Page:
Guardians of a conservation village with links to the Magna Carta have appealed to authorities to accelerate action to stop up to 70 HGV drivers a day ignoring a lorry ban, damaging historic buildings and making residents lives a misery.
Topcliffe Parish Council has issued a call for action saying increasing numbers of trucks heading to and from the nearby Dalton Industrial Estate had made it dangerous for pedestrians in the village south of Thirsk, while also destroying footpaths.
Councillor Jamie Moores, the council’s chairman, said listed buildings such as The Old Toll Booth – where a ransom was said to have been paid for Charles I – have been badly damaged by large vehicles.
He said many residents of the village and neighbouring Asenby had reported vibration damage in properties due to passing lorries, which have been barred from the village since 1999.
The parish council has provided authorities with film of 1,000 lorries potentially breaking the ban, but only one driver has so far been successfully prosecuted by Trading Standards, while North Yorkshire Police have cited a lack of resources to enforce the 7.5-tonne vehicle ban.
Coun Moores said with the expected expansion of the industrial estate residents feared unless effective enforcement action was taken their quality of life would deteriorate further.
He said: “Drivers continue to break the law because they are well aware the chances of being caught and prosecuted are virtually nil. All consistently agree the level of enforcement is woefully inadequate.”
Hambleton District Council leader Councillor Mark Robson said he was optimistic nearly £120,000 of funding secured from the developers of an extension to the industrial estate for use to provide ANPR cameras, signage and monitoring could make a significant difference.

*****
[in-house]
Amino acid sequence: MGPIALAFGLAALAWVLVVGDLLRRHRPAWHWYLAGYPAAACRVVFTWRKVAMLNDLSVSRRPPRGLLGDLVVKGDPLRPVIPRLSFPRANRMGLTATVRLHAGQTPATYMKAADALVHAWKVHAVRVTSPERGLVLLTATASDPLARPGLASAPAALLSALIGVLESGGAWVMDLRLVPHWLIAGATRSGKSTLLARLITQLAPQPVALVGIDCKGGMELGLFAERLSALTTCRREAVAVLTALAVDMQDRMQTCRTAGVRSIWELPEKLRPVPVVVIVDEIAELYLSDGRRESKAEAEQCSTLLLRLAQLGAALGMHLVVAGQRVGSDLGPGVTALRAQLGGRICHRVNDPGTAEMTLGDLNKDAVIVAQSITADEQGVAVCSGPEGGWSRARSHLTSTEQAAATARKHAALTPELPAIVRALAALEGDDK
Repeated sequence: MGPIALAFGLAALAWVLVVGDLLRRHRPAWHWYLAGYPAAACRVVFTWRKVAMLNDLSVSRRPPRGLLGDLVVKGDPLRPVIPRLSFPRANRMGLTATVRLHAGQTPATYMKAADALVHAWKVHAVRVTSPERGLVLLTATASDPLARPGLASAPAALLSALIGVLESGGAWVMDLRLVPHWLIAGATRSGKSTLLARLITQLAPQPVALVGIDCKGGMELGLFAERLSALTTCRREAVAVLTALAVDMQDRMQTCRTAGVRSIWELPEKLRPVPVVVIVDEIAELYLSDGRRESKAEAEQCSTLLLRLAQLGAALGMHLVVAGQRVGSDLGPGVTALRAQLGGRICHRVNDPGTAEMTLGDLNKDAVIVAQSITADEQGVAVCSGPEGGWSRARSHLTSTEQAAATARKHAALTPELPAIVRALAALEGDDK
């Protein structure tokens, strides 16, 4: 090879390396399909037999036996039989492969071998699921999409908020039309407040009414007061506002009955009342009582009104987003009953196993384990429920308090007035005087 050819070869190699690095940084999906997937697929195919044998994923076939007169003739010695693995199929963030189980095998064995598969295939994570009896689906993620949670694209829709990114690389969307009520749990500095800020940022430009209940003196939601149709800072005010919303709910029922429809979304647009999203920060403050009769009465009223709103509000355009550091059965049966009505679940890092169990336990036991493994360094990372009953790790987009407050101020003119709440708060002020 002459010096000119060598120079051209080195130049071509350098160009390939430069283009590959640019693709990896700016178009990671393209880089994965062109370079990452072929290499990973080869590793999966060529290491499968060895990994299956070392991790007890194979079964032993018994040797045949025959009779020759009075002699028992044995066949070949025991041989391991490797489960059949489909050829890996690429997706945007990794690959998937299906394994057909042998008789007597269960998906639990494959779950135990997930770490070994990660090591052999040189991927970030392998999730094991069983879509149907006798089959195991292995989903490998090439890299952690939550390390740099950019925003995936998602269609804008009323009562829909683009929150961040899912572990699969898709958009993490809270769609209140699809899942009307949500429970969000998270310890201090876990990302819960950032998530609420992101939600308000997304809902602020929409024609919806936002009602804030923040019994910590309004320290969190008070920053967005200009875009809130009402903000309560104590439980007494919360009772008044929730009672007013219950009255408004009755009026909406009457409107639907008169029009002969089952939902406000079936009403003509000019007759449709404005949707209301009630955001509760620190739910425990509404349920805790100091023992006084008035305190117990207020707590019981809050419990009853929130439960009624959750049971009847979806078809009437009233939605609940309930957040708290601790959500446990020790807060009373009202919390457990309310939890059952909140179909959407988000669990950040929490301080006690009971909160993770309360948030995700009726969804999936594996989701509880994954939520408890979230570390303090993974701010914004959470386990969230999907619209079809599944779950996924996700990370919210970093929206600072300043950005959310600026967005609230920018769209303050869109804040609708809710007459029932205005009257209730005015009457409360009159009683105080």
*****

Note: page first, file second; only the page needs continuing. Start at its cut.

He said: “North Yorkshire highways have said the signs will take three months to make and they could go in within a further three to six months, but the issue with Highways England is their signs on the A168 could take up to two and a half years, and all the signs need to be aligned.
“I’m not sure we are going to get a result for Topcliffe as soon as we would like it to be.”
North Yorkshire County Council highways department has confirmed design work and discussions are ongoing over signage improvements and that £45,000 is available for improvements alongside £50,000 to monitor alleged breaches of the approved routing plan.
A senior highways officer added: “Whilst signage improvements have been designed for all approaches to the restriction the majority of the signage improvements are required on the National Highways/Autolink network.
“Officers are liaising direct with Autolink colleagues to see how best the improvements can be implemented on their network. The funding is limited and from experience the cost of erecting signage on the trunk road network far exceeds the costs on the local network.”